She reminded him immediately of one of his closest friends, with her bearing and commanding voice. Her hair was curly ringlets, dark brown, and pulled back into a thick pony tail that hung just below her shoulder blades. Her eyes were brown as well, and the skirt she wore was divided for riding.

He immediately thought her a bit out of place here.

“Stay out of this, Shiara, it doesn’t concern you,” remarked Burke.

She took a step forward. “I do not think you want Valdan banning you from the tavern once more, do you? Additionally, I’m sure Master Arnock does not want to hear about this sort of belligerence again, either.”

Burke growled, “If you weren’t a woman, I’d show you what for!”

“Go ahead, Burke. Care to beat me like you beat your wife, before she left?”

As Burke made to advanced on her, the stranger quickly put himself between them.

“It’s not very nice to assail a lady, m’lord Burke,” he said calmly, putting some menace in his tone.

Glancing back over his shoulder, the stranger noted that she had been preparing to grab a dagger from her belt. “Besides, I don’t think you want her gutting you in front of your friends.”

Burke glared at him. “You think I should be afraid of a woman? Do you plan to be her protector?”

The stranger turned his head and looked at the woman called Shiara, her arms crossed, head tilted just slightly to the left, looking between them. “I do not believe that any woman should be spoken to in that manner, m’lord. You should probably go now.”

“Why don’t you put your money where your mouth is, stranger?”

“Do you have some sort of wager in mind?” he asked, his tone even.

Burke chuckled evilly. “No wager. Fight me.”

“You don’t approve of swords,” he remarked.

The burly man threw back his head and laughed. “Real weapons, friend. Staffs.”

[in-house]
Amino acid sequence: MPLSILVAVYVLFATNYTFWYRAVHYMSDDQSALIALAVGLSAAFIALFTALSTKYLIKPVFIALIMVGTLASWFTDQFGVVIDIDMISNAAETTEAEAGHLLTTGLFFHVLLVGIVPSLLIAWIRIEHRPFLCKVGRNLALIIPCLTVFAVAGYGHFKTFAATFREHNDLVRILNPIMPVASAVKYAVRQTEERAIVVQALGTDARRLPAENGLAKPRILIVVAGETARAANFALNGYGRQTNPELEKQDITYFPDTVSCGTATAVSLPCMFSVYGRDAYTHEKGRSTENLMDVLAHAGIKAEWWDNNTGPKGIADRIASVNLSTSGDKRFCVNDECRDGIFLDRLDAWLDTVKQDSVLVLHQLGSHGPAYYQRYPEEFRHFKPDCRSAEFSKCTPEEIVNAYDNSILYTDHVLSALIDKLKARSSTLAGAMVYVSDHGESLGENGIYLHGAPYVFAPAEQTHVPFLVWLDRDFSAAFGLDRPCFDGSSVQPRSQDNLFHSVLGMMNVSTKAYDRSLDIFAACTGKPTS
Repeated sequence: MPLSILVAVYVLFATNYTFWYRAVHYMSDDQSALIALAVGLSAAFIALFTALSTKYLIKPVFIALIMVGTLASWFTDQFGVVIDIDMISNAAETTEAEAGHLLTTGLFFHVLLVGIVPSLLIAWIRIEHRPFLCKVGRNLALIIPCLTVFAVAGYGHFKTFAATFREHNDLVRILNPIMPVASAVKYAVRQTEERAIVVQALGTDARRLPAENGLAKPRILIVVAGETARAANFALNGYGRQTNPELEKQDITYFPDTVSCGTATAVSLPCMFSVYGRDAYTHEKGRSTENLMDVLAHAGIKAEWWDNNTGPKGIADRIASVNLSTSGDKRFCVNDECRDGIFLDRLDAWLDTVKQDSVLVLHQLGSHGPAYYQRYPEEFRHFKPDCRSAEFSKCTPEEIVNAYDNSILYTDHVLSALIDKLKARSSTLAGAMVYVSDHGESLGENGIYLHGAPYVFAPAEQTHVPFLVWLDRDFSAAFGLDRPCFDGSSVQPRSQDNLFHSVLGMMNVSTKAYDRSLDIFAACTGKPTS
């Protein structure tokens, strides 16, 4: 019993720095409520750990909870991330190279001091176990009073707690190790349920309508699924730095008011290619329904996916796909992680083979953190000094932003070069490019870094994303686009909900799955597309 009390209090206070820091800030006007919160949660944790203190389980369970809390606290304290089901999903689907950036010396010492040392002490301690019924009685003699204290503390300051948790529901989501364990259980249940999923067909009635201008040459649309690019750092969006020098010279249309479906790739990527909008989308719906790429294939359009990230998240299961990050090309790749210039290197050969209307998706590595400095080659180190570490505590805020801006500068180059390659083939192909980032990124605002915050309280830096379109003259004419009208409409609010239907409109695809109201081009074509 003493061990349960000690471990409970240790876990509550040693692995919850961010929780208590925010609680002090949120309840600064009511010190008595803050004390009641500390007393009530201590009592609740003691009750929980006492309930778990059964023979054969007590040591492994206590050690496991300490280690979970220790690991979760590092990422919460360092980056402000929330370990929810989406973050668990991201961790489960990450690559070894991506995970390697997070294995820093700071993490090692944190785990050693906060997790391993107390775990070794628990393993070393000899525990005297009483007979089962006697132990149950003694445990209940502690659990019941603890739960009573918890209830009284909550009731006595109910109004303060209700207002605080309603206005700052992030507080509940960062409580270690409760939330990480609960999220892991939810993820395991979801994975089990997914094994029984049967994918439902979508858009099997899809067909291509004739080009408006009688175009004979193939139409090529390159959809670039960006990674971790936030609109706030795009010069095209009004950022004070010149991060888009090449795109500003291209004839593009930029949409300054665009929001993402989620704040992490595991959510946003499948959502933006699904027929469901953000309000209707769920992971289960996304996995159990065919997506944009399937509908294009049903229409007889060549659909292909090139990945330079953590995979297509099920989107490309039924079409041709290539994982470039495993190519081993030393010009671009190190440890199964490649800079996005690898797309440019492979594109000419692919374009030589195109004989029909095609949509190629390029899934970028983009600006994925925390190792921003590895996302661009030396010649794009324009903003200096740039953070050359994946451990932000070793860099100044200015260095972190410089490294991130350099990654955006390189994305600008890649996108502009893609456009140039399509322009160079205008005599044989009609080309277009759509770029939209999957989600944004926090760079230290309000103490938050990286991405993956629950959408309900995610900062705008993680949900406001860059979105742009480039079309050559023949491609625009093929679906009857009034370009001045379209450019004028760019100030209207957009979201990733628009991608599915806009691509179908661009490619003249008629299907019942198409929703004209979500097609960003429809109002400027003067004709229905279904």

“I have a walking stick I suppose will do,” the stranger said, putting a note of discomfort into his voice.

Burke gestured with his head. “Outside. Now.”

“Alright, then. If that’s the way you want it.”

Burke laughed drunkenly once again and called to his friends, who went out the door with him.

The woman, Shiara, approached the stranger. “My lord, I do not think you know what you are in for. Burke has been regional quarterstaff champion in the New Year’s Planting Games for ten years. And he is a real killer.”

He looked to her, and noted her sincere concern. “I’ll have to be careful, then.”

Lord Valdan, a short, thin man with a well trimmed beard and brown hair was the owner of the King’s Highway Tavern and Alehouse. Lord Valdan wore a scowl on his face as he passed the six foot long walking staff to the stranger.

The stranger went out the door, Shiara at his side.

It was early in the spring, a few weeks into the new year. The grass around the tavern and the rolling fields was a light green, and coming back to life. The scant trees that were visible from time to time along the roadside were just beginning to return to bloom.

Burke and his friends waited. Burke’s staff was eight feet long, as opposed to his six footer.